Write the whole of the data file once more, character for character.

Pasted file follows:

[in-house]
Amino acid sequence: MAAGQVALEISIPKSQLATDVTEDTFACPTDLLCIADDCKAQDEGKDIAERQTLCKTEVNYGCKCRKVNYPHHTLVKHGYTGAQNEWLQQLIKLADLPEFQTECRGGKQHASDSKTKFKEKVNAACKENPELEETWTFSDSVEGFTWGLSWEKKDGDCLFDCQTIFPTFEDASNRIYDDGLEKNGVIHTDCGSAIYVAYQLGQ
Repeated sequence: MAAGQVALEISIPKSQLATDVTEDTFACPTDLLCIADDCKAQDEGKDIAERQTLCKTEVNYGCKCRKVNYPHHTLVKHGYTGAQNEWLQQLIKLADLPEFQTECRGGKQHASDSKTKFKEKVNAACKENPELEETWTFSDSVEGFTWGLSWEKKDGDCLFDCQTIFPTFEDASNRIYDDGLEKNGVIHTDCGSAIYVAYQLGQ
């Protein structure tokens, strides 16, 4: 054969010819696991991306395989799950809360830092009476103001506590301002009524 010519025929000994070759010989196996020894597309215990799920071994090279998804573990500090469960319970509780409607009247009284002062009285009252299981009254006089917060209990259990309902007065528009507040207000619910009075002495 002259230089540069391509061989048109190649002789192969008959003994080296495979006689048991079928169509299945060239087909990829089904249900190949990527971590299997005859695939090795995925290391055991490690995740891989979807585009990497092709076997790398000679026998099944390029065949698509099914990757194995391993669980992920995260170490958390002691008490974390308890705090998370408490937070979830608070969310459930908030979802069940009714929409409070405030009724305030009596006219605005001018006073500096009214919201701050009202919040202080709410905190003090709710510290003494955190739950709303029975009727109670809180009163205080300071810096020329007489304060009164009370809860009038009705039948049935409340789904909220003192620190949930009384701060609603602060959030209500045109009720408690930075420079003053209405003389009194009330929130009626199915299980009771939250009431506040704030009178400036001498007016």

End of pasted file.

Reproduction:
[in-house]
Amino acid sequence: MAAGQVALEISIPKSQLATDVTEDTFACPTDLLCIADDCKAQDEGKDIAERQTLCKTEVNYGCKCRKVNYPHHTLVKHGYTGAQNEWLQQLIKLADLPEFQTECRGGKQHASDSKTKFKEKVNAACKENPELEETWTFSDSVEGFTWGLSWEKKDGDCLFDCQTIFPTFEDASNRIYDDGLEKNGVIHTDCGSAIYVAYQLGQ
Repeated sequence: MAAGQVALEISIPKSQLATDVTEDTFACPTDLLCIADDCKAQDEGKDIAERQTLCKTEVNYGCKCRKVNYPHHTLVKHGYTGAQNEWLQQLIKLADLPEFQTECRGGKQHASDSKTKFKEKVNAACKENPELEETWTFSDSVEGFTWGLSWEKKDGDCLFDCQTIFPTFEDASNRIYDDGLEKNGVIHTDCGSAIYVAYQLGQ
């Protein structure tokens, strides 16, 4: 054969010819696991991306395989799950809360830092009476103001506590301002009524 010519025929000994070759010989196996020894597309215990799920071994090279998804573990500090469960319970509780409607009247009284002062009285009252299981009254006089917060209990259990309902007065528009507040207000619910009075002495 002259230089540069391509061989048109190649002789192969008959003994080296495979006689048991079928169509299945060239087909990829089904249900190949990527971590299997005859695939090795995925290391055991490690995740891989979807585009990497092709076997790398000679026998099944390029065949698509099914990757194995391993669980992920995260170490958390002691008490974390308890705090998370408490937070979830608070969310459930908030979802069940009714929409409070405030009724305030009596006219605005001018006073500096009214919201701050009202919040202080709410905190003090709710510290003494955190739950709303029975009727109670809180009163205080300071810096020329007489304060009164009370809860009038009705039948049935409340789904909220003192620190949930009384701060609603602060959030209500045109009720408690930075420079003053209405003389009194009330929130009626199915299980009771939250009431506040704030009178400036001498007016």